When painter and designer Arturo Correa registered for business classes at then-Edison Community College (ECC) in 1992, he never expected to discover two of his great passions—art and his beloved wife, Jenn—on the sunlit and verdant Thomas Edison (Lee) Campus.
Arturo, like many students at FSW/Edison, finished his general education courses before transferring to a four-year university and declaring a specific major. His life was headed in a sensible direction, until he signed up for an elective painting class at ECC with former art instructor Robert York.
As a teacher, artist and colleague of the late Robert Rauschenberg, York recognized the potential in young Arturo and steered him toward the arts. Arturo described York as a great artist and rebel who resembled Bob Dylan with long hair.
"He inspired me and kept telling me I was a good artist," Arturo says. "The thing I remember the most about him was his passion."
By the time Arturo left ECC, he was no longer interested in majoring in business. He wanted to apply to the University of Central Florida to study painting and graphic design, and he needed York to help him prepare an application and portfolio.
"I took a lot of classes with him (York) because I loved the arts," Arturo says.
In 1996, Arturo graduated with a Bachelor of Fine Arts degree from UCF and later earned a Master of Arts in Painting from New York University. Arturo's first exhibition was in his hometown of Valencia, Venezuela in 1995.Over the last two decades he's been in over 50 individual and collective exhibitions all over the world. And to this day, he credits York and FSW/Edison for setting him on the right track.
"Edison (FSW) has been very important to me," he says. "It's where everything started."
Arturo may have never created a single piece of art in his lifetime if he hadn't signed up for that class at ECC. But, perhaps more significant than that, he would have never met his wife, Jenn.
"At Edison (FSW), I found out I was going to be an artist," he explains. "And I found my wife."
Arturo and Jenn had lived in the same apartment complex in Fort Myers without knowing it. They even took the same public speaking class which met in the Rush Library Auditorium. Arturo first noticed Jenn at the library as she searched the shelves for a book. He was struck by her and introduced himself immediately.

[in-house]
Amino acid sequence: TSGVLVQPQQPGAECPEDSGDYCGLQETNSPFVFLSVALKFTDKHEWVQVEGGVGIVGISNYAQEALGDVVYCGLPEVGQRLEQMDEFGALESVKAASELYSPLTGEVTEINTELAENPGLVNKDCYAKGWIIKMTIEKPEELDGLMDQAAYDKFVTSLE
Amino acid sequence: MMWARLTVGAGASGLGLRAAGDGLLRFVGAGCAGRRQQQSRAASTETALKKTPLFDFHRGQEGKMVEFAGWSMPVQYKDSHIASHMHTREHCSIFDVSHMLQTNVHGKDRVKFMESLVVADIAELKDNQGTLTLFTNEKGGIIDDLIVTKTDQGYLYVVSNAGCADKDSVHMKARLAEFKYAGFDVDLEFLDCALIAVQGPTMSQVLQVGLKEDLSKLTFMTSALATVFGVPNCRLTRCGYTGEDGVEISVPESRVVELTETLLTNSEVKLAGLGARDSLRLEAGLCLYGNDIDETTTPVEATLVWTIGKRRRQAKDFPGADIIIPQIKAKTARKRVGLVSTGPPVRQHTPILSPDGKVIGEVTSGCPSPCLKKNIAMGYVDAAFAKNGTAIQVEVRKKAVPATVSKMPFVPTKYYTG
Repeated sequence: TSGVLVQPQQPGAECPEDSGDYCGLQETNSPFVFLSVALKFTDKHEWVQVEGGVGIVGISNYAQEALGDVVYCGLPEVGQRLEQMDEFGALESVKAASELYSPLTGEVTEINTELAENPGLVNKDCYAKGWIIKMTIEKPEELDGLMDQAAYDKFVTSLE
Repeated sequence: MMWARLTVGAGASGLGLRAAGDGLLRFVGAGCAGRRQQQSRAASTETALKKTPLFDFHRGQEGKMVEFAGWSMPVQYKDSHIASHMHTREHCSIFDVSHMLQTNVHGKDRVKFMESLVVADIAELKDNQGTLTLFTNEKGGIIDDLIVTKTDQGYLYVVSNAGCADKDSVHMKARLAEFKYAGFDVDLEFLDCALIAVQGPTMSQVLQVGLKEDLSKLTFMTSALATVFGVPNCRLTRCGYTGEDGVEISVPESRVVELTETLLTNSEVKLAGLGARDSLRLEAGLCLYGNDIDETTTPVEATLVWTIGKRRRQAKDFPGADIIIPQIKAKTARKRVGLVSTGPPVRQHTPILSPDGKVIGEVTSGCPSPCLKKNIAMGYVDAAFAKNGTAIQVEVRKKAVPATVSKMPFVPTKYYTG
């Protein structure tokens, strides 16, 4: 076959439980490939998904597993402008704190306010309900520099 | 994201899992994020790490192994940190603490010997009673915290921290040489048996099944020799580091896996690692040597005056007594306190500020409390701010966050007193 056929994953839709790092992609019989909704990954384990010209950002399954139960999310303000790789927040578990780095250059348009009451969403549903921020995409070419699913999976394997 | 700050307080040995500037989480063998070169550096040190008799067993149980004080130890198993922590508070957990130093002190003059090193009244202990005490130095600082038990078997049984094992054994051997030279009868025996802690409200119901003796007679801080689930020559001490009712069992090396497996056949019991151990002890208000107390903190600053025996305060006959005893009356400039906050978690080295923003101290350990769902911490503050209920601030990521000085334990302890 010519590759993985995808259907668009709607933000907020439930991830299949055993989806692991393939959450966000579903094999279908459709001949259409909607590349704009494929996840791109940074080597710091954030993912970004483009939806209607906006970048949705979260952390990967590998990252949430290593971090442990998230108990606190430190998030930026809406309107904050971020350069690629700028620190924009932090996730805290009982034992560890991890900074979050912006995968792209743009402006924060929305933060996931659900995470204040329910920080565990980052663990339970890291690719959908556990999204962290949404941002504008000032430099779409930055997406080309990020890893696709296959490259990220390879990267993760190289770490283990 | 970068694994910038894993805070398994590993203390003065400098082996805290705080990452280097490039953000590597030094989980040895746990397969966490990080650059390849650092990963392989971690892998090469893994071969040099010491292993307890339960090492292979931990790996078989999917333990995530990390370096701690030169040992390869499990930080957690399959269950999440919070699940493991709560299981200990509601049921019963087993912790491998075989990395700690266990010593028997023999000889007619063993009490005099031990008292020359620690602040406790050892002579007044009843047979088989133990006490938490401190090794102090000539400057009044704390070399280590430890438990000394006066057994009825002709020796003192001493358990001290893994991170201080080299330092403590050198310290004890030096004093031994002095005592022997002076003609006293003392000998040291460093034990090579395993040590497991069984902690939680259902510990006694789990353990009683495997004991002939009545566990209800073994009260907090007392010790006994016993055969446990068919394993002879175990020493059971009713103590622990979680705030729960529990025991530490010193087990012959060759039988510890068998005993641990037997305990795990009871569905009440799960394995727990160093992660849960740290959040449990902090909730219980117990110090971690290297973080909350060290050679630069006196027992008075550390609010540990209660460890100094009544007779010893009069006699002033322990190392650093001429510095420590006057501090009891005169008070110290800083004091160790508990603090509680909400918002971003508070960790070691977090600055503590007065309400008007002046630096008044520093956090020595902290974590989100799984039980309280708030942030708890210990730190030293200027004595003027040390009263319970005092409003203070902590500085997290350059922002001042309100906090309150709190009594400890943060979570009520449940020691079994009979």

The couple later moved to Orlando in 1993 so Arturo could finish his bachelor's degree and Jenn transferred from ECC to Valencia College to finish her degree. Today, she is a guidance counselor at Golden Gate High School in Naples, Florida.
Both of his unexpected discoveries at FSW/Edison were proof that the unforeseen circumstances of life often take control over a person's destiny.
Arturo said the subject of his art is mainly life. He describes life as a clash of random occurrences needing to be formed into connections by people, and to him, that's how art and life are similar. He had never expected to discover his passion for art as well as meet the love of his life at FSW/Edison.
"Sometimes you have to chill out and let life work its magic," he says.
Last fall Arturo's latest exhibition, Stage 16, was on display at the Sidney and Berne Davis Art Center in downtown Fort Myers. He has plans for a future collaborative show with other artists at Florida Gulf Coast University.
The Correa family returned to Southwest Florida from New York City to be closer to family in the region. When Arturo Correa isn't working in his Naples-based studio, he devotes time to helping and mentoring young artists the way York helped him at FSW/Edison. His advice to young artists is to learn about their craft and never stop believing in themselves.
"You can be so talented, but you have to fill your toolbox," he says. "The more you know the better."
For more information about the artist Arturo Correa, visit www.arturocorrea.net
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